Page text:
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A Rock-Solid Chess Opening Repertoire for Black by Viacheslav Eingorn


  • 2 years ago · Quote · #1

    mythas

    Hi there,

    I was perusing through amazon looking for a good openings book, and came across "A Rock-Solid Chess Opening Repertoire for Black" by Viacheslav Eingorn. Acorrding to amazon it just came out today and since its so new there have been no reviews. I was curious if any of you early birders out there could enlighten me on it's quality and depth. I know Gambit to be a very reliable publisher but am unfamiliar with the author beyond seeing his name in a few places. Thanks for you time.

     

    http://www.amazon.com/Rock-Solid-Chess-Opening-Repertoire-Black/dp/1906454310/ref=sr_1_1?s=books&ie=UTF8&qid=1337721129&sr=1-1

  • 2 years ago · Quote · #3

    hicetnunc

    I had a quick look at this book last week, as I play related openings.

    His repertoire looks interesting, but is pretty technical, and requires the ability to play very differrent pawn structures (especially against 1.d4). I've decided to pick a few lines, but to adopt the repertoire as a whole, I think you must already be quite strong.

    edit : and yes, same remark than cilj - I like Eingorn's suggestions against 3.Nc3 and 3.Nd2 (in the 1.d4 e6 2.c4 Bb4+ section), but his recommended lines against 3.Bd2 look more difficult to play...

  • 2 years ago · Quote · #4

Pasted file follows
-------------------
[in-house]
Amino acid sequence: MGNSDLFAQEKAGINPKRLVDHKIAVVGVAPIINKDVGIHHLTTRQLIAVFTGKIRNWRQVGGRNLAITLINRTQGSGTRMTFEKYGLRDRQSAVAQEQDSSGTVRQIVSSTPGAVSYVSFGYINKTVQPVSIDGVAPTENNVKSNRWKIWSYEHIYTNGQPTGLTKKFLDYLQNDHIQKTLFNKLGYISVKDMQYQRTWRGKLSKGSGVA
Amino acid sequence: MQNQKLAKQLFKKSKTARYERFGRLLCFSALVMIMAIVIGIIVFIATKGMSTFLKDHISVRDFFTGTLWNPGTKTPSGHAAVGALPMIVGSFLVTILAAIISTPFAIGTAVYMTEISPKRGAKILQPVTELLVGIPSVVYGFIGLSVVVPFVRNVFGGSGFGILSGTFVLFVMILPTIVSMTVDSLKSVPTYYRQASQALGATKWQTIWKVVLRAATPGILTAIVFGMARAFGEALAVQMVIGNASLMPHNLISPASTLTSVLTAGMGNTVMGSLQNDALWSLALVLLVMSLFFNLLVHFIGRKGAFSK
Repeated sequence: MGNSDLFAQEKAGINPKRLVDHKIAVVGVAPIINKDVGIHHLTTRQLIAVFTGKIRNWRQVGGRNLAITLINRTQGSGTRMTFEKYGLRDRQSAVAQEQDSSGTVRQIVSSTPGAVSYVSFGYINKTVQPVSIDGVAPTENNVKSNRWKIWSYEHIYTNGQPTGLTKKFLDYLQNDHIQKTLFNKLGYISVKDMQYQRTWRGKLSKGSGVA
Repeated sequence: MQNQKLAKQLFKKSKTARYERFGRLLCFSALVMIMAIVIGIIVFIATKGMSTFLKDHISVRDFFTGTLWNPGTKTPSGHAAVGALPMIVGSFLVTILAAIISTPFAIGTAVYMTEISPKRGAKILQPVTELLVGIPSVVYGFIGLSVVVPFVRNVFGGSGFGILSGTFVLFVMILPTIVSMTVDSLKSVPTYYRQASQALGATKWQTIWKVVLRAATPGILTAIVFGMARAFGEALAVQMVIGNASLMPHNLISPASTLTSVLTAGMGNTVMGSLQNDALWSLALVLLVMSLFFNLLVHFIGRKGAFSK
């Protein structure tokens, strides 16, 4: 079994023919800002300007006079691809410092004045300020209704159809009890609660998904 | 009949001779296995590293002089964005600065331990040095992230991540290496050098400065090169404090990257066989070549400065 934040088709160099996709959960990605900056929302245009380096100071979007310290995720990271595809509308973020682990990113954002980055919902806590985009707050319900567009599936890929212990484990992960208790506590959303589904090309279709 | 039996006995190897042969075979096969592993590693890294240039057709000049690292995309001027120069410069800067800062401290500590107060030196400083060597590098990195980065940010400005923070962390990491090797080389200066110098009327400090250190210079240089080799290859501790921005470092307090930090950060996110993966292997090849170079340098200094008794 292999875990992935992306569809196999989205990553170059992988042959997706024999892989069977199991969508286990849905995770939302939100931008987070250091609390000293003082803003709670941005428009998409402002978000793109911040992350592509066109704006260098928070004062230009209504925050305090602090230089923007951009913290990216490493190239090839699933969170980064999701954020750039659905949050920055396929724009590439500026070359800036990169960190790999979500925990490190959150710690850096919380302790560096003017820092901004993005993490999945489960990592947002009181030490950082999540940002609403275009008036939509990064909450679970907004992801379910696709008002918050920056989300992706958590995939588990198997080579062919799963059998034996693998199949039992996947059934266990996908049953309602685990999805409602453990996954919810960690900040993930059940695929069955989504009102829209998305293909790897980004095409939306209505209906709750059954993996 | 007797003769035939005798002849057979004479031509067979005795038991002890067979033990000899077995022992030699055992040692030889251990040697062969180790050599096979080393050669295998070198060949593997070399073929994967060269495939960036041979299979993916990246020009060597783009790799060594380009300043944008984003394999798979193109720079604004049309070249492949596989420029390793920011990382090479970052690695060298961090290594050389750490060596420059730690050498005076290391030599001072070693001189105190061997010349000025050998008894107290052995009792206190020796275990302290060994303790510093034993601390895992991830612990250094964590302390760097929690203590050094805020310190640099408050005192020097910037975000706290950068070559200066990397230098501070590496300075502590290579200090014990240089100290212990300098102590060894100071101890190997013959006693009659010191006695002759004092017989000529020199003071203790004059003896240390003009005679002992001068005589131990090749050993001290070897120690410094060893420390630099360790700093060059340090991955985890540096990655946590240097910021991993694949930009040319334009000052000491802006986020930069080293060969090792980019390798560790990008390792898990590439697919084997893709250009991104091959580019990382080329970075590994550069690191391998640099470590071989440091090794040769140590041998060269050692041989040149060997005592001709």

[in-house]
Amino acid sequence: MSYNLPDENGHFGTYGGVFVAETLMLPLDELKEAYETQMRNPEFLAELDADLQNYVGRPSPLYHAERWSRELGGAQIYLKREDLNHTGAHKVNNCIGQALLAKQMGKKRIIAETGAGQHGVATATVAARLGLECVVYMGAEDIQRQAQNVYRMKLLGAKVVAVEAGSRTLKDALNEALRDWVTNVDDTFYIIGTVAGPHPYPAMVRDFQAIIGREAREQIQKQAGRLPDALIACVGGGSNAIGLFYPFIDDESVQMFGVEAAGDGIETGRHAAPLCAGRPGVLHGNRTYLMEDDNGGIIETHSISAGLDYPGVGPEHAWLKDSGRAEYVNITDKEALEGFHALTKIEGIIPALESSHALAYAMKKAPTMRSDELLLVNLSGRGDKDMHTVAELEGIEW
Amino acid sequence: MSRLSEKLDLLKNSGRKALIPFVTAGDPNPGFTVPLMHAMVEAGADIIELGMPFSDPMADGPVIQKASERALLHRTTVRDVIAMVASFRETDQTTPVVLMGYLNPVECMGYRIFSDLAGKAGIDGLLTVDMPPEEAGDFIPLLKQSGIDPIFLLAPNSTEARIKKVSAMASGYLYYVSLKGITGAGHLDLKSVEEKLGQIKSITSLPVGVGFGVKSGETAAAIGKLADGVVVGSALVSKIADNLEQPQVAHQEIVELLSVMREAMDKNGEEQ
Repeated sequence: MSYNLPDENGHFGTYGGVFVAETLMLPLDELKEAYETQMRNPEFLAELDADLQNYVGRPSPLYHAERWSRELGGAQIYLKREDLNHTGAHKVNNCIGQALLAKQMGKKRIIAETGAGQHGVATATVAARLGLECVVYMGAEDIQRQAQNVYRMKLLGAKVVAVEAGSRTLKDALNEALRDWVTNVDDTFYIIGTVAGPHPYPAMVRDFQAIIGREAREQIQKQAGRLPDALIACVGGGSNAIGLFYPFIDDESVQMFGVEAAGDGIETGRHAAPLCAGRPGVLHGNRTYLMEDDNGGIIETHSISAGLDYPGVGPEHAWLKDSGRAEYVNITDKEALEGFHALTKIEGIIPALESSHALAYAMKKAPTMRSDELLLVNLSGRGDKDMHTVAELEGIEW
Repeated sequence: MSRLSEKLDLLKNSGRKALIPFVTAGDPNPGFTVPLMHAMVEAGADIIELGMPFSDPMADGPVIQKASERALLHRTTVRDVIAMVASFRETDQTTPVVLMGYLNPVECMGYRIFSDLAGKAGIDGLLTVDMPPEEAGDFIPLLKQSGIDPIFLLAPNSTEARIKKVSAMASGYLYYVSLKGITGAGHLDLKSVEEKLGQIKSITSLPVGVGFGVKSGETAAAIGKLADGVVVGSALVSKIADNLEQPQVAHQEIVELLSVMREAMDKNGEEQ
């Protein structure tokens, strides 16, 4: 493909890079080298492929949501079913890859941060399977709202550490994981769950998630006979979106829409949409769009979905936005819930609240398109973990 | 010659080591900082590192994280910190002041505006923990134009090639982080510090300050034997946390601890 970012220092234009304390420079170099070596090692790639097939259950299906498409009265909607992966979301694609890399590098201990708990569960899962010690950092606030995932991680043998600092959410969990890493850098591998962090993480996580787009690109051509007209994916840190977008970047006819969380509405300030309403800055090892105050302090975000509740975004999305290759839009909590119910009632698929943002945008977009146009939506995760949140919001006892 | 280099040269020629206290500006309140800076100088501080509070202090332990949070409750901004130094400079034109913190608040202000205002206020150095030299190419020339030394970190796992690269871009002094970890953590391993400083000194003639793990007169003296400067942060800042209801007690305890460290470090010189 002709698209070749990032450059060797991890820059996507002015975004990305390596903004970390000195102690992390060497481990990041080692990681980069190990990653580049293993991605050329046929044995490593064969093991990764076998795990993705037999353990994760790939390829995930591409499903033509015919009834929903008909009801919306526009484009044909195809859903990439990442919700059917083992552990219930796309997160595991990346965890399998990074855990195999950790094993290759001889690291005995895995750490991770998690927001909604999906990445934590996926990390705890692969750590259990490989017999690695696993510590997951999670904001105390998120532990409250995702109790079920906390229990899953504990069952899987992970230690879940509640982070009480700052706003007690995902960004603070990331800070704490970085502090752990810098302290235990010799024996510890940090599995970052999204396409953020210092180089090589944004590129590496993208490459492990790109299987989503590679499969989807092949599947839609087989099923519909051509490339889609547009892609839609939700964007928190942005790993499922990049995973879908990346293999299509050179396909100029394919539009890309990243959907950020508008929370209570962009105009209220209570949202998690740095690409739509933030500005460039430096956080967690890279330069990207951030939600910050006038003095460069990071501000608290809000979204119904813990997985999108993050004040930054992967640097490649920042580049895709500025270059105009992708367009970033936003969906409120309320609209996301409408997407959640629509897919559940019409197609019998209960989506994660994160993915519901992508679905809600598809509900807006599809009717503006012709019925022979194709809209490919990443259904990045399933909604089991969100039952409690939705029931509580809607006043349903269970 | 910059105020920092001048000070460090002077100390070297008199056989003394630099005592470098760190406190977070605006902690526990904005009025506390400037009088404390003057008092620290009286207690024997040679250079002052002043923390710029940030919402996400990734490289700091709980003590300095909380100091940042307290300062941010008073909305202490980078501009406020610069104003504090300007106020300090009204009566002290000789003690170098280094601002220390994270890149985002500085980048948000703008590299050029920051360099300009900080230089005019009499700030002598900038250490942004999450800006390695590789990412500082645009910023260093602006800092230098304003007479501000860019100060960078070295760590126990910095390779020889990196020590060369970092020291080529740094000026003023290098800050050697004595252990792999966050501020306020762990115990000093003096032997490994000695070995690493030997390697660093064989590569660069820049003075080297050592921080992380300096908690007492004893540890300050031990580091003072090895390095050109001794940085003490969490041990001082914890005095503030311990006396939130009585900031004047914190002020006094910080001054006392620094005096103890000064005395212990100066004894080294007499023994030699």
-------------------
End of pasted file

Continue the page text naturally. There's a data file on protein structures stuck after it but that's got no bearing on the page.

hicetnunc

    He gives two lines :

    • 3...Bxd2 4.Qxd2 Nf6 5.Nf3 d5 6.g3 Nbd7 with a closed Catalan structure, but it looks like white has a lot of good options there
    • 3...a5!? (more interesting) with the clever idea 4.Nf3 d6 5.g3 Nc6 6.Bg2 e5! which is a kind of 'accelerated Bogo-Indian' Smile
  • 2 years ago · Quote · #5

    mythas

    Thanks a lot for the replys.I was able to track down the forum post at chesspub on the book and am defintely interested. Might head down to the book store and pick it up. More to follow...

  • 2 years ago · Quote · #6

    hozer

    I have a book here that recommends, as a solid defense, the KID. Any opening is only as good as the player playing it, so it comes down to the kind of games you like and are good at...tactical.....positional...etc.

  • 2 years ago · Quote · #7

    TwoMove

    I quite like this book. Straightforward reliable lines for most part. The closed Catalan structure mentioned by Hicetnunc has been played three times recently by Carlsen, with two wins against Topalov and Kramnik. So not too shabby. Those not really typical results of course. In 80's Andersen played many games in this line, with many draws. Still solid 1.d4 club player types will have great difficulty using one of their favorite techniques of milking the two bishops...After 4Qxd2 black can try dutch structures with 4...f5, not covered in book, but very similar position after 3...a5 4a3 etc is.

     1.d4 e6 2.Nf3 c5 which played quite a bit in past only one opponent Bogdan Lalic in a rapid game tranposed to sicilian with 3e4. Wasn't really favorite whatever opening I played. If don't like four knights sicilian, can use whatever your favorite e6 sicilian is, the Taimanov in my case. In practise the most common response was the lame 3c3 for some reason.